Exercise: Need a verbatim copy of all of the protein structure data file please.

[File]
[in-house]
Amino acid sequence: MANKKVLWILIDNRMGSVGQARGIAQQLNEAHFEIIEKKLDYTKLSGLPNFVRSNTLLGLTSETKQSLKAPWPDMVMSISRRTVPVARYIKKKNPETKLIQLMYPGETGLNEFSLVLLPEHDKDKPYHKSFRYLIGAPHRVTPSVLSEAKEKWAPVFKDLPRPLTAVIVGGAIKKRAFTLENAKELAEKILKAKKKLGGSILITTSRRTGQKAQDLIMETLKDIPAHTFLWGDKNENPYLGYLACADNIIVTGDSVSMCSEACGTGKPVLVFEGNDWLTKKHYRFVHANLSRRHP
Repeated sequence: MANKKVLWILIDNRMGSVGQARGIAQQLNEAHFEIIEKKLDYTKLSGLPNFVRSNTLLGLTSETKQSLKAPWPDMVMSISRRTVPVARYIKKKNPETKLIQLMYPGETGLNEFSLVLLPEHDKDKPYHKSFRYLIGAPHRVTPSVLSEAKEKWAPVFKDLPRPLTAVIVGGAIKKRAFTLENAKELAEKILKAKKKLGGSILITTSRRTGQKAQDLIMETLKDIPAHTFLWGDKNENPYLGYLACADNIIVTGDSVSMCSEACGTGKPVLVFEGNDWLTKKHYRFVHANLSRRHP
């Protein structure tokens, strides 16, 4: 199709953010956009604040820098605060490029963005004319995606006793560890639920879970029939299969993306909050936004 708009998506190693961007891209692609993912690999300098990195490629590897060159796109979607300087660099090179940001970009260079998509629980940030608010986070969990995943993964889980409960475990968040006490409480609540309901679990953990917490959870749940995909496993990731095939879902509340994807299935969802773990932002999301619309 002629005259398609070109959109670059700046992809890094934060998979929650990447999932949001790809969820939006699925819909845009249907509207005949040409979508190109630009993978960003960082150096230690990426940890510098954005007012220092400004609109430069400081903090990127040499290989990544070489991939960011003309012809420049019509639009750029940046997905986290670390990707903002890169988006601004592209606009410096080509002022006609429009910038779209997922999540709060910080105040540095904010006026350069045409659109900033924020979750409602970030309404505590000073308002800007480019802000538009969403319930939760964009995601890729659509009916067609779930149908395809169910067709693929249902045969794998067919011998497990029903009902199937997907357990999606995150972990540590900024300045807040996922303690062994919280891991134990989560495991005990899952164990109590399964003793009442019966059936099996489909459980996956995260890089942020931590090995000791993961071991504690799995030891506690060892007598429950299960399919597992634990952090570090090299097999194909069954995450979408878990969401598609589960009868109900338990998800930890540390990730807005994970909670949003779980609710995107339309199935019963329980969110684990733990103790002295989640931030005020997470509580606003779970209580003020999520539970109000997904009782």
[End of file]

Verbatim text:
[in-house]
Amino acid sequence: MANKKVLWILIDNRMGSVGQARGIAQQLNEAHFEIIEKKLDYTKLSGLPNFVRSNTLLGLTSETKQSLKAPWPDMVMSISRRTVPVARYIKKKNPETKLIQLMYPGETGLNEFSLVLLPEHDKDKPYHKSFRYLIGAPHRVTPSVLSEAKEKWAPVFKDLPRPLTAVIVGGAIKKRAFTLENAKELAEKILKAKKKLGGSILITTSRRTGQKAQDLIMETLKDIPAHTFLWGDKNENPYLGYLACADNIIVTGDSVSMCSEACGTGKPVLVFEGNDWLTKKHYRFVHANLSRRHP
Repeated sequence: MANKKVLWILIDNRMGSVGQARGIAQQLNEAHFEIIEKKLDYTKLSGLPNFVRSNTLLGLTSETKQSLKAPWPDMVMSISRRTVPVARYIKKKNPETKLIQLMYPGETGLNEFSLVLLPEHDKDKPYHKSFRYLIGAPHRVTPSVLSEAKEKWAPVFKDLPRPLTAVIVGGAIKKRAFTLENAKELAEKILKAKKKLGGSILITTSRRTGQKAQDLIMETLKDIPAHTFLWGDKNENPYLGYLACADNIIVTGDSVSMCSEACGTGKPVLVFEGNDWLTKKHYRFVHANLSRRHP
């Protein structure tokens, strides 16, 4: 199709953010956009604040820098605060490029963005004319995606006793560890639920879970029939299969993306909050936004 708009998506190693961007891209692609993912690999300098990195490629590897060159796109979607300087660099090179940001970009260079998509629980940030608010986070969990995943993964889980409960475990968040006490409480609540309901679990953990917490959870749940995909496993990731095939879902509340994807299935969802773990932002999301619309 002629005259398609070109959109670059700046992809890094934060998979929650990447999932949001790809969820939006699925819909845009249907509207005949040409979508190109630009993978960003960082150096230690990426940890510098954005007012220092400004609109430069400081903090990127040499290989990544070489991939960011003309012809420049019509639009750029940046997905986290670390990707903002890169988006601004592209606009410096080509002022006609429009910038779209997922999540709060910080105040540095904010006026350069045409659109900033924020979750409602970030309404505590000073308002800007480019802000538009969403319930939760964009995601890729659509009916067609779930149908395809169910067709693929249902045969794998067919011998497990029903009902199937997907357990999606995150972990540590900024300045807040996922303690062994919280891991134990989560495991005990899952164990109590399964003793009442019966059936099996489909459980996956995260890089942020931590090995000791993961071991504690799995030891506690060892007598429950299960399919597992634990952090570090090299097999194909069954995450979408878990969401598609589960009868109900338990998800930890540390990730807005994970909670949003779980609710995107339309199935019963329980969110684990733990103790002295989640931030005020997470509580606003779970209580003020999520539970109000997904009782």